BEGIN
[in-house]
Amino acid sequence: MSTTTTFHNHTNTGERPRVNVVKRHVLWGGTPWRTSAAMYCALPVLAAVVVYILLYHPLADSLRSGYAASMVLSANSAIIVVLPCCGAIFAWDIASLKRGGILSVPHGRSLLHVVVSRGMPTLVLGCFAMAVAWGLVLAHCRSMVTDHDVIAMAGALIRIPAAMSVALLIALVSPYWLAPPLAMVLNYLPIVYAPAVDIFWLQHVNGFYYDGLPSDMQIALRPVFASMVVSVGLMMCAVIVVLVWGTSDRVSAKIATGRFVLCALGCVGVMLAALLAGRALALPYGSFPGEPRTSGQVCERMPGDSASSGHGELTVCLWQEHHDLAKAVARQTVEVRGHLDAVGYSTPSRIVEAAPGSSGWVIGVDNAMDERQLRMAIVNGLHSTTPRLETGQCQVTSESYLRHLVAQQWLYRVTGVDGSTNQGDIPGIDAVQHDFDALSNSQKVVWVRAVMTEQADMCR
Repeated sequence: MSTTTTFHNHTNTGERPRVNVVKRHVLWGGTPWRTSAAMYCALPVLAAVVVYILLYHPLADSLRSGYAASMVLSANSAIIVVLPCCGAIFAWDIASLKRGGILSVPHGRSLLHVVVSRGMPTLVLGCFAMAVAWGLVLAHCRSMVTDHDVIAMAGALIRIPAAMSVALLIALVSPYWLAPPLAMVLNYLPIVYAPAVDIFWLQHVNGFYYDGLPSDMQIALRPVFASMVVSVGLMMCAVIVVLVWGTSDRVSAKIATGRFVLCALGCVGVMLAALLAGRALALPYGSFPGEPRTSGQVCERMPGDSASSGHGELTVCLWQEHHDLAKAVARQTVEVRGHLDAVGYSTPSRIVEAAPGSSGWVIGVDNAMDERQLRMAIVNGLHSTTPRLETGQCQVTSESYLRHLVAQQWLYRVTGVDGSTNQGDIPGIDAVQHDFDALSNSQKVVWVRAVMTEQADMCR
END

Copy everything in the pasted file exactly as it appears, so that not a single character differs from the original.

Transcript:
[in-house]
Amino acid sequence: MSTTTTFHNHTNTGERPRVNVVKRHVLWGGTPWRTSAAMYCALPVLAAVVVYILLYHPLADSLRSGYAASMVLSANSAIIVVLPCCGAIFAWDIASLKRGGILSVPHGRSLLHVVVSRGMPTLVLGCFAMAVAWGLVLAHCRSMVTDHDVIAMAGALIRIPAAMSVALLIALVSPYWLAPPLAMVLNYLPIVYAPAVDIFWLQHVNGFYYDGLPSDMQIALRPVFASMVVSVGLMMCAVIVVLVWGTSDRVSAKIATGRFVLCALGCVGVMLAALLAGRALALPYGSFPGEPRTSGQVCERMPGDSASSGHGELTVCLWQEHHDLAKAVARQTVEVRGHLDAVGYSTPSRIVEAAPGSSGWVIGVDNAMDERQLRMAIVNGLHSTTPRLETGQCQVTSESYLRHLVAQQWLYRVTGVDGSTNQGDIPGIDAVQHDFDALSNSQKVVWVRAVMTEQADMCR
Repeated sequence: MSTTTTFHNHTNTGERPRVNVVKRHVLWGGTPWRTSAAMYCALPVLAAVVVYILLYHPLADSLRSGYAASMVLSANSAIIVVLPCCGAIFAWDIASLKRGGILSVPHGRSLLHVVVSRGMPTLVLGCFAMAVAWGLVLAHCRSMVTDHDVIAMAGALIRIPAAMSVALLIALVSPYWLAPPLAMVLNYLPIVYAPAVDIFWLQHVNGFYYDGLPSDMQIALRPVFASMVVSVGLMMCAVIVVLVWGTSDRVSAKIATGRFVLCALGCVGVMLAALLAGRALALPYGSFPGEPRTSGQVCERMPGDSASSGHGELTVCLWQEHHDLAKAVARQTVEVRGHLDAVGYSTPSRIVEAAPGSSGWVIGVDNAMDERQLRMAIVNGLHSTTPRLETGQCQVTSESYLRHLVAQQWLYRVTGVDGSTNQGDIPGIDAVQHDFDALSNSQKVVWVRAVMTEQADMCR